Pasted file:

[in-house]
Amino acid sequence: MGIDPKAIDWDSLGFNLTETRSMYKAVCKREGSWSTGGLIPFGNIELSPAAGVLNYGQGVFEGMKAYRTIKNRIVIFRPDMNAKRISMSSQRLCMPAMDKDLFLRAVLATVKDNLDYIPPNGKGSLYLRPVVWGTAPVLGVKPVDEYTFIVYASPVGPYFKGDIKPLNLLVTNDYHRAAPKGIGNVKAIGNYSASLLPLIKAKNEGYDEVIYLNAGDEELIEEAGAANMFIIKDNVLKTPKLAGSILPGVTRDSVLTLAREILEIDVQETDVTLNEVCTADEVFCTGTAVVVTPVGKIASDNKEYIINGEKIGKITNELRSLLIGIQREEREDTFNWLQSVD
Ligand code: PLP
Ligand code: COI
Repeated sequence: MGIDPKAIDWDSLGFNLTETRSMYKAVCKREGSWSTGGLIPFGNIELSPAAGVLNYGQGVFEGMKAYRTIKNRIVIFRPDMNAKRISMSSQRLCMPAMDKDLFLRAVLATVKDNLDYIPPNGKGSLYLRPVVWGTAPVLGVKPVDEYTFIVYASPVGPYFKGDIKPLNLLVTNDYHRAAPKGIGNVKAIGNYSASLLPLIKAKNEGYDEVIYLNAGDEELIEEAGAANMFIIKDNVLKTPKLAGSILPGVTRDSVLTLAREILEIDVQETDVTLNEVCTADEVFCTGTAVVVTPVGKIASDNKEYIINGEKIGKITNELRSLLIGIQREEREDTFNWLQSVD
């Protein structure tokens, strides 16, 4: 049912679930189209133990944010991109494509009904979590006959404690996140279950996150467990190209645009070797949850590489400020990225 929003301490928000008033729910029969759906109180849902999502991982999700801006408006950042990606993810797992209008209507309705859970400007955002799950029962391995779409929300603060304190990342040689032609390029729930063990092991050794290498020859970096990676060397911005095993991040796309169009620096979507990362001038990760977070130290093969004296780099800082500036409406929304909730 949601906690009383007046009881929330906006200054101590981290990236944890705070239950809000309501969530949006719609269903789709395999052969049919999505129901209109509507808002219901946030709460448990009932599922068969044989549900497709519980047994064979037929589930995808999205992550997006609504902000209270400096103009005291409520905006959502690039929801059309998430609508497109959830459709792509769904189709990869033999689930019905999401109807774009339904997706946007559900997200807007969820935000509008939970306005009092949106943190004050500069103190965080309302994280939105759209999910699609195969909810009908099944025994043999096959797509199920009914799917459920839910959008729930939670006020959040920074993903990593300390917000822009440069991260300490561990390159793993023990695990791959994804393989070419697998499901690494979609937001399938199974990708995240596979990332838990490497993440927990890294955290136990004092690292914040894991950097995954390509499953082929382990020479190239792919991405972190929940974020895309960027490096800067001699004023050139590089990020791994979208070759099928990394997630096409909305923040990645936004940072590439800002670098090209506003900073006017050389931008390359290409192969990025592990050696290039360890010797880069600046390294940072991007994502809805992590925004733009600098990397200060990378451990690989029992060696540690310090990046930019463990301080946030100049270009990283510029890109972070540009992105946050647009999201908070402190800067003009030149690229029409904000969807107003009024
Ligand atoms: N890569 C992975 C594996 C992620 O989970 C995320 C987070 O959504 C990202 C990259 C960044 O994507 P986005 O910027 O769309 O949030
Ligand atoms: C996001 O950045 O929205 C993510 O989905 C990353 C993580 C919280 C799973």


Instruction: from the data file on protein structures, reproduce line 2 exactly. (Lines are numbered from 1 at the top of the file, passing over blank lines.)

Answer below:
Amino acid sequence: MGIDPKAIDWDSLGFNLTETRSMYKAVCKREGSWSTGGLIPFGNIELSPAAGVLNYGQGVFEGMKAYRTIKNRIVIFRPDMNAKRISMSSQRLCMPAMDKDLFLRAVLATVKDNLDYIPPNGKGSLYLRPVVWGTAPVLGVKPVDEYTFIVYASPVGPYFKGDIKPLNLLVTNDYHRAAPKGIGNVKAIGNYSASLLPLIKAKNEGYDEVIYLNAGDEELIEEAGAANMFIIKDNVLKTPKLAGSILPGVTRDSVLTLAREILEIDVQETDVTLNEVCTADEVFCTGTAVVVTPVGKIASDNKEYIINGEKIGKITNELRSLLIGIQREEREDTFNWLQSVD